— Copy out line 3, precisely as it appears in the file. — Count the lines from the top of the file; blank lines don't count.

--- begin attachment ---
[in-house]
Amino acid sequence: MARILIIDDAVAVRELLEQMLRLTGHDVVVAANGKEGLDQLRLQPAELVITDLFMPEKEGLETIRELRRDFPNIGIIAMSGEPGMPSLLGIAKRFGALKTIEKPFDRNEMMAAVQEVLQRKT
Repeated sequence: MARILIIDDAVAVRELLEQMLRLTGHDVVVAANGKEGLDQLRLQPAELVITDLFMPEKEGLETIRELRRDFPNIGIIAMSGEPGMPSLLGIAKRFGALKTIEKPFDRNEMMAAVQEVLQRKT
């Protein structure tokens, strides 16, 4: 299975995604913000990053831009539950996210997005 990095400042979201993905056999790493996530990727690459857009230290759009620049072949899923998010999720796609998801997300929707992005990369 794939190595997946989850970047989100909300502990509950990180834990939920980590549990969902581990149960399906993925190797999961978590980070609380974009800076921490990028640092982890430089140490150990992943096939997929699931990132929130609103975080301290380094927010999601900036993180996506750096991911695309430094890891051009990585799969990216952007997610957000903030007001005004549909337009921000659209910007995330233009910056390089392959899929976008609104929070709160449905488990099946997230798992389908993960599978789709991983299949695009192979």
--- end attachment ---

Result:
Repeated sequence: MARILIIDDAVAVRELLEQMLRLTGHDVVVAANGKEGLDQLRLQPAELVITDLFMPEKEGLETIRELRRDFPNIGIIAMSGEPGMPSLLGIAKRFGALKTIEKPFDRNEMMAAVQEVLQRKT